So did I mention I moved recently? It’s not too far, so nothing earth shattering, but still a move. There are things I’ll miss about my cute little house (like the cherry trees outside!), but I’m excited to be somewhere new.
I feel like I’ve gotten a little bit better at moving (as a student I seemed to be constantly shuffling around), yet I still always find myself feeling exhausted and unorganized afterwards/ Things really were much more simple when all my belongings had to fit in two fifty pound suitcases and one obscenely heavy carry on.Essentially I keep finding myself looping through about, oh, 4 or 5 moving “stages.” The order varies but the essential components are the same.
Stage 1: Nostalgia
This is when you start taking old boxes out and emptying your bookcases and wrapping up fragile things. You rediscover old momentos or linger over old photos. Idealistic goals warp your brain into thinking someday you will finish that scrapbook or fix that something-or-other. This is the nice, warm fuzzy stage of moving. Don’t worry, it doesn’t last long.
Stage 2: Self Analysis
This is the part of moving where I become totally baffled and mystified at how much useless stuff I have. I question everything, practical or not. It gets progressively more severe. Yoga Mat? Why bother, nothing’s bringing that gym membership back to life. A swiffer and a broom? Wasteful. Snow boots? I’ll just stay inside all winter.
By the end of this stage you will most likely be torn between taking up a new mode of life focused on minimalism and zen or calling TLC to see if they can send one of their hoarder life coach’s to help you (Side note: This won’t work unless you bring some other freak show part of your life to the table for TLC. Unless you are in fact surrounded by stacks of decades old newspapers, a collection of tin cans, and curio case of doll heads as you read this; in which case, go ahead and make the call).
Stage 3: Desperation
The desperation stage usually occurs for me just as I think I’m about done with a room and then *voila* I open a drawer or a closet and it is crammed with stuff I could have sworn I packed. Generally this is followed by totally apathy concerning the welfare of my belongings. I no longer sort, organize, stack, or wrap. Instead I stuff. I just throw things in boxes and tape them shut.* Until I run out of boxes. Then I use garbage bags, coolers, laundry baskets — anything I can find until I end up playing car tetris as I randomly fit objects into the weird empty nooks and crannies of my Toyota.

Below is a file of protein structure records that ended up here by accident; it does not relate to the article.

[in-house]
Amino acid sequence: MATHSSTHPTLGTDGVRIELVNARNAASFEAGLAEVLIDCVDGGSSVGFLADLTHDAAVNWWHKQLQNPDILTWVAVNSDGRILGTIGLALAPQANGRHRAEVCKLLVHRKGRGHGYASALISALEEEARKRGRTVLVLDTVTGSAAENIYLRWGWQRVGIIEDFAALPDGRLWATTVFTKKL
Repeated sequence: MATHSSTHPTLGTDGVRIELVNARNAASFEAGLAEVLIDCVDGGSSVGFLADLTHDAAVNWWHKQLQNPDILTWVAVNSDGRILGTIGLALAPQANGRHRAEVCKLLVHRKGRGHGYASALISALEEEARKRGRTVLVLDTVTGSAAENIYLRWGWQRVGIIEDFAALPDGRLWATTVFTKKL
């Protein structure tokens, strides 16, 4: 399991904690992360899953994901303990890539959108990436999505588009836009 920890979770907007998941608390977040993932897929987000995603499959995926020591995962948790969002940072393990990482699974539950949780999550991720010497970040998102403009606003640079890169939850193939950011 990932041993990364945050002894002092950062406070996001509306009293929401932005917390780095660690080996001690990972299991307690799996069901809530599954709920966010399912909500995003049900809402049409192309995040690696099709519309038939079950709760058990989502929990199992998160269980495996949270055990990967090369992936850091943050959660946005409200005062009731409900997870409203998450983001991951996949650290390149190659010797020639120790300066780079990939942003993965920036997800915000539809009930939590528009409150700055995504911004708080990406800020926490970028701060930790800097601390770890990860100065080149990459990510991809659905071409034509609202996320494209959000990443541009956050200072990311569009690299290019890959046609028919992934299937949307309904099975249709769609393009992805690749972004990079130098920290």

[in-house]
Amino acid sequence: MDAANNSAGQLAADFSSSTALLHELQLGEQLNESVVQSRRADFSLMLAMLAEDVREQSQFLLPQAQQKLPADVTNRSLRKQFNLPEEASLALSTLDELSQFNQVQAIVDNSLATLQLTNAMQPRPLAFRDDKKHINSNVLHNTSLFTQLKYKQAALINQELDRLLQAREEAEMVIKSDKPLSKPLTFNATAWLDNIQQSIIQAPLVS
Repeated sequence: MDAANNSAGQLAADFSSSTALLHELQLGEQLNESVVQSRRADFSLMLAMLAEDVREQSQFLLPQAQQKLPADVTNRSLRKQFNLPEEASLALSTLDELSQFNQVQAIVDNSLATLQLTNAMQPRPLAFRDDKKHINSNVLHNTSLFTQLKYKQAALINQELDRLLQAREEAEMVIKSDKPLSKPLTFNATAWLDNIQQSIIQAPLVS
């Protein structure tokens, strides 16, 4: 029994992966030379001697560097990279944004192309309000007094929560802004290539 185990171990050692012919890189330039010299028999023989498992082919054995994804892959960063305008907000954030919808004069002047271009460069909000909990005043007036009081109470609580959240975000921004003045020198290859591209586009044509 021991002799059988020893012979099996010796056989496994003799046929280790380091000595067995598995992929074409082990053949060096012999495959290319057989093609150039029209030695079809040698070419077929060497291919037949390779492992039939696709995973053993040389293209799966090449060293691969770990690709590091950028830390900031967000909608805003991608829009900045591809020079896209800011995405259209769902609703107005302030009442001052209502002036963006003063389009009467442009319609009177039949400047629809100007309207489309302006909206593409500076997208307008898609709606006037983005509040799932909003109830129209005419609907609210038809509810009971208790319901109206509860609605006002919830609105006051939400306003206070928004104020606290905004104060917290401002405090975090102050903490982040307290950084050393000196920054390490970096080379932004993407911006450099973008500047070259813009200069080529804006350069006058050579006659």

*In fact, one time in a fit of desperation I accidentally threw all my underwear in a box… that was to be mailed separately… and very slowly. Oops. If you’re looking for an excuse to buy new clothes, that is one way to do it.
Stage 4: Stop and Smell the Ammonia
By this point I’m insanely tired and cleaner fumes are probably not the best remedy, but it can’t be helped. I generally spend a good amount of time scrubbing my house down and getting it ready for the next tenants, and most people I talk to seem to do cleaning of some sort. Yet I always have to do cleaning in my new place when I move in. Oh well.
Stage 5: Nesting
For some highly motivated, organized people I imagine this is sort of magical:
Day 1: Empty House.
Day 10: Beautiful Decorated (Or at least unpacked and functional) House.
For me it’s a little bit more like:
Day 1: Set up bed and investigate wifi possibilities.
Day 2-Forever: Clear the floor of tripping obstacles and proceed as you see fit.
In other words, I’m not done. I’m usually never done. I tend to have grand decorating ideas that take me a while to fulfill ( But they will all, of course, *actually* happen in this apartment, haha). But that’s half the fun, right? ;) Here’s hoping your next move is more organized then mine, but equally successful (I really am excited to be in this new apartment; there are definite good times ahead)!
Currently: lovin’ my new skinnies and thankful for all the people who helped me move into my lovely new apartment :)